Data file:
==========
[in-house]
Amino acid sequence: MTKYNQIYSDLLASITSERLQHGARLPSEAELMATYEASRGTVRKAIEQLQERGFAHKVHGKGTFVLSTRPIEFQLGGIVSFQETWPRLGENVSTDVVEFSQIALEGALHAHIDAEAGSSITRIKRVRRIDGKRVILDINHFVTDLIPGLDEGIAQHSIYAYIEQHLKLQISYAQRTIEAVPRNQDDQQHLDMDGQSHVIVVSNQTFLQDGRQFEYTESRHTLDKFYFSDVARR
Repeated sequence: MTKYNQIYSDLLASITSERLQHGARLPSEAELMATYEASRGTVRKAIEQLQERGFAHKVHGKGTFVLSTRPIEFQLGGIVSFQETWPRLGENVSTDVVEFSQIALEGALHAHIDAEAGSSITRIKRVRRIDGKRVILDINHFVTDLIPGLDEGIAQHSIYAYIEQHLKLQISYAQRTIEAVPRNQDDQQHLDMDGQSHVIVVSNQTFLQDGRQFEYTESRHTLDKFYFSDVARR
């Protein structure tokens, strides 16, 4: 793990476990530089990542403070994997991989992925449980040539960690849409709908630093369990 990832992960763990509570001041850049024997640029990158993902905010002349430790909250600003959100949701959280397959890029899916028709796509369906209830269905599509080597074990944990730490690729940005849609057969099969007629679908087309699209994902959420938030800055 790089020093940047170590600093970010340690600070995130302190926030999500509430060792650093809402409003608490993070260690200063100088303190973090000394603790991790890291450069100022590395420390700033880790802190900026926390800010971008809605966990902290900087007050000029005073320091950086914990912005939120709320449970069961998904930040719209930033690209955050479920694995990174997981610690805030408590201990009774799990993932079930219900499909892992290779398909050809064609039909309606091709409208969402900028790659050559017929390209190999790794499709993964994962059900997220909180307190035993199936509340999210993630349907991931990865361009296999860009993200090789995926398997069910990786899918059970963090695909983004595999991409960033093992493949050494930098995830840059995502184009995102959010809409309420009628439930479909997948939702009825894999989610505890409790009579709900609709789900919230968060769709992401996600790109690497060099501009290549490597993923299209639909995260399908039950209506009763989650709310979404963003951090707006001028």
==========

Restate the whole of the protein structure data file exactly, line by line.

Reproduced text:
[in-house]
Amino acid sequence: MTKYNQIYSDLLASITSERLQHGARLPSEAELMATYEASRGTVRKAIEQLQERGFAHKVHGKGTFVLSTRPIEFQLGGIVSFQETWPRLGENVSTDVVEFSQIALEGALHAHIDAEAGSSITRIKRVRRIDGKRVILDINHFVTDLIPGLDEGIAQHSIYAYIEQHLKLQISYAQRTIEAVPRNQDDQQHLDMDGQSHVIVVSNQTFLQDGRQFEYTESRHTLDKFYFSDVARR
Repeated sequence: MTKYNQIYSDLLASITSERLQHGARLPSEAELMATYEASRGTVRKAIEQLQERGFAHKVHGKGTFVLSTRPIEFQLGGIVSFQETWPRLGENVSTDVVEFSQIALEGALHAHIDAEAGSSITRIKRVRRIDGKRVILDINHFVTDLIPGLDEGIAQHSIYAYIEQHLKLQISYAQRTIEAVPRNQDDQQHLDMDGQSHVIVVSNQTFLQDGRQFEYTESRHTLDKFYFSDVARR
């Protein structure tokens, strides 16, 4: 793990476990530089990542403070994997991989992925449980040539960690849409709908630093369990 990832992960763990509570001041850049024997640029990158993902905010002349430790909250600003959100949701959280397959890029899916028709796509369906209830269905599509080597074990944990730490690729940005849609057969099969007629679908087309699209994902959420938030800055 790089020093940047170590600093970010340690600070995130302190926030999500509430060792650093809402409003608490993070260690200063100088303190973090000394603790991790890291450069100022590395420390700033880790802190900026926390800010971008809605966990902290900087007050000029005073320091950086914990912005939120709320449970069961998904930040719209930033690209955050479920694995990174997981610690805030408590201990009774799990993932079930219900499909892992290779398909050809064609039909309606091709409208969402900028790659050559017929390209190999790794499709993964994962059900997220909180307190035993199936509340999210993630349907991931990865361009296999860009993200090789995926398997069910990786899918059970963090695909983004595999991409960033093992493949050494930098995830840059995502184009995102959010809409309420009628439930479909997948939702009825894999989610505890409790009579709900609709789900919230968060769709992401996600790109690497060099501009290549490597993923299209639909995260399908039950209506009763989650709310979404963003951090707006001028």